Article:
What is cloud hosting?
Traditional hosting sees your website harnessing the power of a particular server’s CPU, RAM, storage, and data transfers. With shared hosting, for example, your website shares resources with other sites that are also hosted exclusively on a server. The result is many annoying power limitations and the inability to handle heavy traffic surges. For better service, you can pay for a virtual private server or even a dedicated server of variable power. In all these cases, you’re relying on a server, and that’s everything. However, cloud hosting puts that single-server hosting model on the sidewalk. With cloud hosting, your website pulls resources from multiple servers.
Using multi-server cloud hosting gives you advantages over traditional hosting. For example, if your website experiences a sudden spike in traffic, you can pull resources from another server to prevent slow page loads or, worse, the site going down. Plus, cloud hosting makes it incredibly simple for your website to scale resources up or down as needed. With traditional hosting, you may need to move to a different type of hosting (e.g. shared to VPS or dedicated) to get the power your website needs.
Please note that there are different types of cloud hosting. Traditional web hosts, such as DreamHost and HostGator, offer cloud hosting packages priced similarly to their other web hosting packages (usually in the shared or VPS categories). We are mainly focused on these small business-friendly cloud hosting solutions in this roundup.
Enterprise-grade infrastructure-as-a-service cloud hosting from Amazon Web Services, Microsoft Azure, and Rackspace is also available. Although these are technically cloud hosting services, they are not what stands out here. To learn more about that expansive (and potentially more expensive!) cloud hosting flavor, visit our story on the best infrastructure-as-a-service solutions.
Which cloud hosting service is better?
The table above focuses on the web hosts that have the best cloud hosting plans of all the services we’ve reviewed. Please note that we are still in the process of examining cloud hosting offerings, as this is a new category – we will be testing more services in the coming months. Still, with the reviews we’ve done so far and a lot of research, we’ve figured out what you should look for in a cloud hosting service.
Many cloud web hosts offer unlimited monthly data transfers, so other factors can help you decide which service is best for your business. That said, if you’re interested in “unlimited” anything, whether it’s data or storage, be sure to read the fine print to make sure there are no surprises. In other words, make sure your definition of unlimited matches the definition of the hosting service. They can be two very different things.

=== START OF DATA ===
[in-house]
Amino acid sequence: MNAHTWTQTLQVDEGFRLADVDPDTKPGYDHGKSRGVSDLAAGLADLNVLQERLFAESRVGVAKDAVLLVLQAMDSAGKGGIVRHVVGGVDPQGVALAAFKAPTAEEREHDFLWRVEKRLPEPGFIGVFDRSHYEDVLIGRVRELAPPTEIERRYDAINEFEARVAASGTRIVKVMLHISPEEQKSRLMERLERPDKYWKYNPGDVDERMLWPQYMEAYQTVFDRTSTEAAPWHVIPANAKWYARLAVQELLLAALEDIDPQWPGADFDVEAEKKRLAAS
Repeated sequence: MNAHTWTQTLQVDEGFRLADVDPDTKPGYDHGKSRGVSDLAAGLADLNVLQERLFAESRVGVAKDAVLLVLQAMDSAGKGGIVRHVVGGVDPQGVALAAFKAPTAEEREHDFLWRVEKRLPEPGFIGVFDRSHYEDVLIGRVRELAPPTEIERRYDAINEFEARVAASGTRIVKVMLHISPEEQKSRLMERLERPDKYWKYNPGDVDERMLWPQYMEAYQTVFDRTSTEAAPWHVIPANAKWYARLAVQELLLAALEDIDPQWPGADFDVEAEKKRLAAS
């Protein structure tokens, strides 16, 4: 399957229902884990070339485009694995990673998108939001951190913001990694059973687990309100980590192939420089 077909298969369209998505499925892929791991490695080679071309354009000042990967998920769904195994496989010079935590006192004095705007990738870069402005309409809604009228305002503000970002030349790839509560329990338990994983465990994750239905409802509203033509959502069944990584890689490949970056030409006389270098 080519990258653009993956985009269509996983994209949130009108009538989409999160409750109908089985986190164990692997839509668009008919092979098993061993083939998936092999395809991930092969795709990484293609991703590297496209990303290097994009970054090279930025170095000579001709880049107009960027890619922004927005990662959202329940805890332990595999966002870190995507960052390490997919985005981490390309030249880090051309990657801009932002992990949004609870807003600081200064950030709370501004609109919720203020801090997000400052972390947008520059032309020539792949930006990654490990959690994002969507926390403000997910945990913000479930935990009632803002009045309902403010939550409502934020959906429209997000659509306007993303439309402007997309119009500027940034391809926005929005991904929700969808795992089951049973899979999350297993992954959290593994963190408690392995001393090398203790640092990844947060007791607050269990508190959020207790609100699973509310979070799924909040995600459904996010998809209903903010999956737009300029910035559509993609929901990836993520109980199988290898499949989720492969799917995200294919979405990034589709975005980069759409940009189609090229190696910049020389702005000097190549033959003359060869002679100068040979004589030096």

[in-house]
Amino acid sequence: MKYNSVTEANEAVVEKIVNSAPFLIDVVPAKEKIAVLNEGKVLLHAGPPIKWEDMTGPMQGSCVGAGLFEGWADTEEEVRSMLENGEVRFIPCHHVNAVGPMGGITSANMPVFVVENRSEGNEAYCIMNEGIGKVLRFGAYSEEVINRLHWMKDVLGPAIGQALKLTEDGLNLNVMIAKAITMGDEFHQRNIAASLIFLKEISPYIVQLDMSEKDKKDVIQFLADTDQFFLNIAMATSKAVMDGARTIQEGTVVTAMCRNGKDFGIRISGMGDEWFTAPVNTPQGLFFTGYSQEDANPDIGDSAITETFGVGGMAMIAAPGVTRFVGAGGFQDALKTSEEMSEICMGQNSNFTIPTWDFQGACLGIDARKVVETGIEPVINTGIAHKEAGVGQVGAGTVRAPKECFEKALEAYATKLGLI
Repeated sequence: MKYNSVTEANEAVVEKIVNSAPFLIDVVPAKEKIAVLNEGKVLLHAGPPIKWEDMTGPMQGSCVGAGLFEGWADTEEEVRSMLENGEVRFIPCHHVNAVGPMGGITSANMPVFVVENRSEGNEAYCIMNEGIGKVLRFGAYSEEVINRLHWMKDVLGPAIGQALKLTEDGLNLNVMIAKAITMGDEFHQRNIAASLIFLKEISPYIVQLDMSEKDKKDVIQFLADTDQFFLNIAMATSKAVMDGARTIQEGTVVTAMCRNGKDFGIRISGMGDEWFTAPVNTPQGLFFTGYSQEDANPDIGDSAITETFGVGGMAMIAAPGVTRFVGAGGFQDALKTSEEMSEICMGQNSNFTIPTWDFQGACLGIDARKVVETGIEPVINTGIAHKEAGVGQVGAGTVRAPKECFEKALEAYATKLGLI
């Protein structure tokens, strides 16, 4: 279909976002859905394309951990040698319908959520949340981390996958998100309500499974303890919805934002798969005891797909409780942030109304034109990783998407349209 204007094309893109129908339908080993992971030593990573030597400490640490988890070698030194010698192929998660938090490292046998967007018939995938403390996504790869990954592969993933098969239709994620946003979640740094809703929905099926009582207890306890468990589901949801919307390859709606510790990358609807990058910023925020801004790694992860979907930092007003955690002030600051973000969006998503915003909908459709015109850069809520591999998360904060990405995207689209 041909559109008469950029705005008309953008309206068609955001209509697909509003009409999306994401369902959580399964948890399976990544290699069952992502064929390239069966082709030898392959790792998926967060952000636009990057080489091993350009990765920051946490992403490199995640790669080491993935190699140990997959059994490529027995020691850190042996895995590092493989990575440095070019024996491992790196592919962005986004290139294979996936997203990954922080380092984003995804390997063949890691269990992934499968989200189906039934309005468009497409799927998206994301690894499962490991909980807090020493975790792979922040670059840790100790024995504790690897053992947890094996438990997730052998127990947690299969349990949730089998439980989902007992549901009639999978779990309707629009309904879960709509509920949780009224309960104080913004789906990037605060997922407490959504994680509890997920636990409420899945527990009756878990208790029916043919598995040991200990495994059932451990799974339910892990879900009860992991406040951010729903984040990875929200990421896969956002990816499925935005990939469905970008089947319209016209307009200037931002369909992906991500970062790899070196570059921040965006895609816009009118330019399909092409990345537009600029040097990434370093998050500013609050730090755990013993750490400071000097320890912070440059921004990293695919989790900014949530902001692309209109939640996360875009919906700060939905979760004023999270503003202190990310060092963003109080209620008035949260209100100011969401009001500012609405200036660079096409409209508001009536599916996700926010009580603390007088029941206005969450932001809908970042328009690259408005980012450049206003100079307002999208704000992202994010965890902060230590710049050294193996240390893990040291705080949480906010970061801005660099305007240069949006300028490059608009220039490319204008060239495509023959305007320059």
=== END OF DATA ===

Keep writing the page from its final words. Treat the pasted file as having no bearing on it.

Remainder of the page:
Speaking of storage, we’ve found that cloud hosts typically offer hard drives or solid-state drives ranging from 100GB to 200GB in size. That said, you’ll occasionally find a web host that boasts unlimited storage. (Again, the usual warnings apply regarding “unlimited” anything.) Solid-state drives are typically faster than their HDD-based counterparts, but they are typically smaller in terms of storage capacity. If you’re looking for pure volume, a traditional hard drive is the way to go.
When it comes to server operating systems, Linux is usually the default choice. Still, some services also offer Windows hosting. If you have specific server-side applications that require Windows, such as SQL Server or a custom application written in .NET, you need to make sure that your web host has Windows hosting. Our Linux vs. Windows Server explainer has everything you need to know about these operating systems.
You’ll also want a web host with 24/7 responsive customer support. Forums, knowledge bases, and tutorials are all useful tools, but there’s nothing like putting another human on the speaker (or at least in a web chat) when problems arise.
Safety is also of paramount importance. If your goal is to get into the ecommerce game by selling products or services, you should look for Secure Socket Layer (SSL) and Transport Layer Security (TLS). Those technologies encrypt data traveling between a customer’s computer and their company’s servers to safeguard information from people with bad intentions.
is Critical for Cloud Hosting
In each of our reviews, we dedicate an entire section to uptime because it’s so important. Simply put, if your site is down, customers or customers won’t be able to find your business or access your products or services. They may find what they are looking for elsewhere and never return. At the very least, customers will be upset, and it won’t help your business image. Neither is a good result.
We added formal uptime monitoring to our review process a few years ago, and the results show that most web hosts do an excellent job of keeping their sites up and running. If they don’t, they suffer for it in our rankings. Even if they do everything else right, sites with uptime issues aren’t eligible to get the highest scores. All services go through ups and downs, sometimes for reasons beyond their control. Those sites that do not address the problem are penalized accordingly. Mike Williams contributed to this story.